13 Apr 2021

Compulsory Childhood Vaccination Does Not Violate the European Convention on Human Rights, ECHR says

Governmental legislation on compulsory vaccination does not violate the European Convention on Human Rights (“Convention”),  the European Court of Human Rights (“ECHR” or “Court”) ruled on April 8.  Particularly, the ECHR noted that compulsory vaccination of children in the Czech Republic did not violate the right to respect for private life.

The Case Vavřička and Others v. the Czech Republic

The complaint was raised with reference to a fine imposed on Mr Vavřička and the non-admission of the child applicants to nursery school. The applicants said the legislation violated their rights under the Convention.

Applicants claimed that the Czech state violated their rights by imposing a fine on Mr Vavřička and refusing admission of non-vaccinated child applicants to nurseries.  More precisely, the applicants relied on (i) the right to personal development in the context of attending nursery, as well as (ii) the right of parents to care for their children in accordance with their opinions, convictions, and conscience.  Additionally, in the applicants’ view, the process of defining the vaccination schedule was not transparent, lacked proper analysis and any public debate.  Furthermore, they said some members of the official bodies involved had a conflict of interest in the process.

Moreover, the applicants acknowledged that vaccination relates to issues of general interest, social solidarity, and shared responsibility.  However, they considered the mandatory vaccination model to be unacceptable.   In their view, a voluntary vaccination model would be more efficient and more proportionate.

However, the Czech government argued that by introducing mandatory vaccination, the Czech state was acting to protect the rights of those who can be vaccinated, but also of those who cannot be vaccinated for medical reasons.  In the Czech government’s view, it was the applicants’ parents’ failure to comply with a statutory obligation that caused the non-admission and cancellation of admission to nursery school.  Additionally, attending nursery school was not part of the execution of one’s right to private life.  On the contrary, it is a matter of public activity, and consequently, it falls outside the scope of Article 8 of the Convention, which protects the right to respect for private life.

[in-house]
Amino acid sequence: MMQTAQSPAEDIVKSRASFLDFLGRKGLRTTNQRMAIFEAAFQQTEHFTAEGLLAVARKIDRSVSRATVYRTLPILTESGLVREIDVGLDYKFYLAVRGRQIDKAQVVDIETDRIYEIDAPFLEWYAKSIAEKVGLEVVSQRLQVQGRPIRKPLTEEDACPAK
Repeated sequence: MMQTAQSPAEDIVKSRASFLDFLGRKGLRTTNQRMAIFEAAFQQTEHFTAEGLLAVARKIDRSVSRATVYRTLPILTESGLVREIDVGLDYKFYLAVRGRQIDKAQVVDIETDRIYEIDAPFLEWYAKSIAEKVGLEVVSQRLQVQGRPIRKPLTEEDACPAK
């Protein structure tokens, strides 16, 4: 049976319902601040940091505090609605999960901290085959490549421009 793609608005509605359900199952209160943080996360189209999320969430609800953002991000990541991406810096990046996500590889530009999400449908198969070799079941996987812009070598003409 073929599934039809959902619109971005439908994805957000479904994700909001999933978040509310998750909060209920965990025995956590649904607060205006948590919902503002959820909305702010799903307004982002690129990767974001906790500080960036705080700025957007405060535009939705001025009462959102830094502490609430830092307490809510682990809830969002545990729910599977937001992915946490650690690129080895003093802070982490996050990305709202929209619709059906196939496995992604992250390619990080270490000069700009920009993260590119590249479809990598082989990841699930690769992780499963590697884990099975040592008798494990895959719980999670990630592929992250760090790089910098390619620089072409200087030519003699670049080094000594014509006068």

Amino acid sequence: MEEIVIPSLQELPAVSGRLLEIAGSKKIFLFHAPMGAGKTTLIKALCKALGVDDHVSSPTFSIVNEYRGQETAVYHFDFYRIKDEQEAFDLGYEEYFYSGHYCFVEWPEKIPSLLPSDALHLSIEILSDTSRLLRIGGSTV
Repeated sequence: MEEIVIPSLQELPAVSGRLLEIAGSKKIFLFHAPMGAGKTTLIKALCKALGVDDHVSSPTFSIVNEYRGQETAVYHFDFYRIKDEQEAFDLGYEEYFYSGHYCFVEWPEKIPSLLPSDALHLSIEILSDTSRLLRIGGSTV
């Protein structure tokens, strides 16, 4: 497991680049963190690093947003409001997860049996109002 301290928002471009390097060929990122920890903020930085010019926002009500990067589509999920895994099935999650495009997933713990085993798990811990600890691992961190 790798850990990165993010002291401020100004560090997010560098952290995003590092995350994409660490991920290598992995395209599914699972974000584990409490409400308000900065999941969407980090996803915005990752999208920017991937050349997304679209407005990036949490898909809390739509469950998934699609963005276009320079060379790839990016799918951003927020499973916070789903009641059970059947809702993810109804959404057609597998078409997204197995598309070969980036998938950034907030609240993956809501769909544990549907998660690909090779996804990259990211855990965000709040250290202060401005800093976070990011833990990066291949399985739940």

According to Czech regulations, vaccination is compulsory for children against nine diseases, all well known to scientists.  As a result, non-vaccinated children are not allowed to attend   nurseries and exceptions are made for those who cannot be vaccinated on medical grounds.  An exemption from compulsory vaccination may also be permitted on the basis of “secular objection of conscience” established by the Vavřička case-law of the Czech Constitutional Court.

Although being obligatory under Czech legislation, vaccination cannot be forcibly administered.  Noncompliance with the vaccination obligation is subject to administrative fines in the Czech Republic.

ECHR’s Findings on the Mandatory Nature of Vaccination

In regard to the mandatory nature of vaccination, the ECHR focused on a state’s margin of appreciation, saying the Czech Republic had a wide margin of appreciation given that “in matters of health-care policy, it is the domestic authorities who are best placed to assess priorities, the use of resources and social needs”.

Furthermore, the ECHR stressed there was no single model among parties to the Convention regarding vaccination.  According to the ECHR, the model of compulsory vaccinations is neither the only nor the most common one in Europe.  When it comes to the vaccination of children, parties to the Convention adopt different approaches. Some countries make vaccination a matter of recommendation, in some cases only one or more vaccines are compulsory, while in others all vaccines can be obligatory.  Additionally, the Court stressed that a number of parties to the Convention are introducing measures to increase herd immunity due to a decrease in voluntary vaccinations.  Taking the Czech Republic into account in particular, the ECHR found it to be “at the more prescriptive end of that spectrum”.

The Judgment of the Court

The Court held that the measures contested by the applicants were proportionate to the legitimate aims pursued by the state.  In other words, the Czech Republic was acting to address “a pressing social need to protect individual and public health” and  has not violated Article 8 of the Convention.

Being the first one on compulsory childhood vaccination, this judgment was delivered by the Grand Chamber of the ECHR by a majority of votes, having one partly concurring and partly dissenting opinion and another dissenting opinion.

Although the case is unrelated to COVID19 vaccination, this judgment could prove to have an impact on potential future cases that may arise regarding vaccination against the coronavirus.  However, one thing we do know – when it comes to compulsory infant vaccination, the Court found no violation of the Convention.


Authors: Jelena Škorić, Nikola Vjetrović, Vanja Popović